Special Reports

Wikileaks: Dim view of Panama president Obama will meet

WASHINGTON — Ah, to be a fly on the Oval Office wall Thursday as President Barack Obama meets with Panamanian President Ricardo Martinelli, the subject of a series of State Department cables that WikiLeaks obtained and passed to McClatchy.

The cables aren't kind to Martinelli. They describe him as a man of "limited attention span" who "makes strong impulsive decisions with minimal information." They cast him as vindictive, authoritarian, fixated on spying on his political foes and contemptuous of checks on what one cable calls his "hyper-presidency."

If diplomacy is the art of discretion and subtlety, these cables miss the mark. But they lay out the contours of an often-abrasive relationship between then-U.S. Ambassador to Panama Barbara J. Stephenson and Martinelli, a University of Arkansas graduate and self-made millionaire who took office July 1, 2009.

Martinelli, who founded Panama's Super 99 supermarket chain, cast himself as a right-of-center counterweight in Latin America to Hugo Chavez, the radical Venezuelan leader. Martinelli's isthmus nation, which occupies a choke point at the center of the Americas, is a global transit point for commerce. Two-thirds of the ships that cross the isthmus are either going to or coming from the United States.

Roughhouse skirmishes between Martinelli and Stephenson began days after his inauguration, and the cables peel back the issues at stake.

Stephenson sent a cable to Washington relating how Martinelli sent her "a cryptic BlackBerry message that said, 'I need help with tapping phones.' " In follow-up meetings, Martinelli and his aides demanded that a U.S.-designed wiretap program to catch drug traffickers be expanded to target his domestic political foes, a move that was illegal under Panamanian and U.S. law. He threatened to reduce counter-narcotics cooperation if Washington "did not help him on wiretaps."

Martinelli's chief security aide, Olmedo Alfaro, confided to a U.S. counter-all drug agent that the president had an ulterior motive.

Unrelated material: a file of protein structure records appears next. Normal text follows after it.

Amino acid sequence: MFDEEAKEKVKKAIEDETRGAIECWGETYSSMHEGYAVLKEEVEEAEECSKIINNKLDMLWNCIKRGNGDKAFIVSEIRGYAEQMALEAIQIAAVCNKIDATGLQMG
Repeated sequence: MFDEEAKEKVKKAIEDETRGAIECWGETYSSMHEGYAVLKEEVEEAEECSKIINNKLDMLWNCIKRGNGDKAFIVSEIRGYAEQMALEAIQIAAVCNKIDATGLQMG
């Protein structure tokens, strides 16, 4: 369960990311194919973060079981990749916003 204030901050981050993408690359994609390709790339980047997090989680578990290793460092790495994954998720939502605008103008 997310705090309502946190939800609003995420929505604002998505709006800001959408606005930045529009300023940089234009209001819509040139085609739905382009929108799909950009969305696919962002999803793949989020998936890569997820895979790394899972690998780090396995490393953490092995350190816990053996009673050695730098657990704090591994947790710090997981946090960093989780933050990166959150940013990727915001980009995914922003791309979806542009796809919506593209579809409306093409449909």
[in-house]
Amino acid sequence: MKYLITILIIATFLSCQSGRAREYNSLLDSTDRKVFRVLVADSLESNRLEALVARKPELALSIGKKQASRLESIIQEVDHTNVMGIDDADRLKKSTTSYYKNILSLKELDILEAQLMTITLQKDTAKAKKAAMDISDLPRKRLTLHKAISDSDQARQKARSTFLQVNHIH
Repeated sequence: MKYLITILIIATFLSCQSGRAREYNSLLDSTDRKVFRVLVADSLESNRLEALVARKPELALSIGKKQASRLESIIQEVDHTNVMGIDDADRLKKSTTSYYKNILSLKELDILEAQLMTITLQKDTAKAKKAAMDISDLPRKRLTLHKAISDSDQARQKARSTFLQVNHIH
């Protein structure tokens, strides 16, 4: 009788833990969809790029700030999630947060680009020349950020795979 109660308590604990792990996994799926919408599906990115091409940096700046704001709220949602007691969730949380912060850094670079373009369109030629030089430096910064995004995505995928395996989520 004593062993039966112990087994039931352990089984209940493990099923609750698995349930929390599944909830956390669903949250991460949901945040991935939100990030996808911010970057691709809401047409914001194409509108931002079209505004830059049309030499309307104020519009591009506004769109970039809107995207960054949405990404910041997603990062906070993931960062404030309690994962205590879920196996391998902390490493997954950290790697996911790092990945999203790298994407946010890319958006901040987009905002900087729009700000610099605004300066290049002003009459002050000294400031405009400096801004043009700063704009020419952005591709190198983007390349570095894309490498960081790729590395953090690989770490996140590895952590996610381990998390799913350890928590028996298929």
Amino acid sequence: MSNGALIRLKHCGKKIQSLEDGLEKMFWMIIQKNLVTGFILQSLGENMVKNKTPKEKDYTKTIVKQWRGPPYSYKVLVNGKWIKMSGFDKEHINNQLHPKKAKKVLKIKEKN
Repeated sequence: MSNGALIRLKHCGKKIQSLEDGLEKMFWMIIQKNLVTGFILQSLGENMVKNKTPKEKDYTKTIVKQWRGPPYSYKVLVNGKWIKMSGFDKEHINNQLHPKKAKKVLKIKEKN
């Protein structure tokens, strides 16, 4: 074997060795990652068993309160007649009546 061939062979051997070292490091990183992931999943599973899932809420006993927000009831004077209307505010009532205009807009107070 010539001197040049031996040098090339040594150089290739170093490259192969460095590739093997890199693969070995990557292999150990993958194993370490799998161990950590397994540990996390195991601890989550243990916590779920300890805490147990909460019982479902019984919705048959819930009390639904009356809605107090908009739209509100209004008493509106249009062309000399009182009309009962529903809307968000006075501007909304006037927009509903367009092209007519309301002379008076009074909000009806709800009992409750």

"Alfaro said he had orders from the president to find out who 'was sleeping with his wife,' " Stephenson cabled Washington.

By the second week of the Martinelli administration, Stephenson alerted superiors in Washington to what she called a hardball style that was "almost certain to spell trouble for Panama's democratic institutions." It was a message that would grow stronger in the cables well into 2010.

A month later, in another cable marked secret, she noted "an attitude of suspicion and vindictiveness" and an aggressive style designed "to push the limit to get what he wants" even at the cost of alienating the United States.

"His penchant for bullying and blackmail may have led him to supermarket stardom but is hardly statesmanlike," she wrote.

In later months, she'd inform the State Department of Martinelli's efforts to install two "cronies" on Panama's Supreme Court, replace an attorney general whom he couldn't control and send tax auditors after businessmen who were friendly to the political opposition.

Yet Martinelli and his top security aide were still focused on gaining control of the wiretap unit, which employed only U.S.-vetted Panamanians listening in on some 200 cellular phone lines linked to suspected organized crime figures and Colombian guerrillas in camps in the remote jungles of Panama's Darien Gap.

Another secret cable signed by Stephenson describes Martinelli and Alfaro as "consumed with plots and threats both real and imagined," focusing on Martinelli's "obsessive concern with being the target of a kidnapping."

Even as Stephenson shifted Panama's focus to broader security concerns, she found herself reminding Washington of imbalances in the relationship.

"Panama's help is much more crucial to us than it is to Panama," Stephenson said in a cable from 2008 that emphasized the sweeping nature of Panamanian cooperation. She noted that one-third of all the ships in the world are flagged in Panama, and the nation had ceded the right for U.S. agents to search any of those vessels on the high seas with Panamanian approval, a major concession.

As months passed, distress at the U.S. Embassy over Panama's disarray on security issues deepened. Much of it focused on cocaine trafficking and the presence of some 200 fighters from the 57th Front of the Revolutionary Armed Forces of Colombia, or FARC in its Spanish initials, a Marxist guerrilla group from Colombia that had moved over the border into the Darien. One cable noted that the FARC had a logistical foothold in Panama City, linking its presence to rising homicides.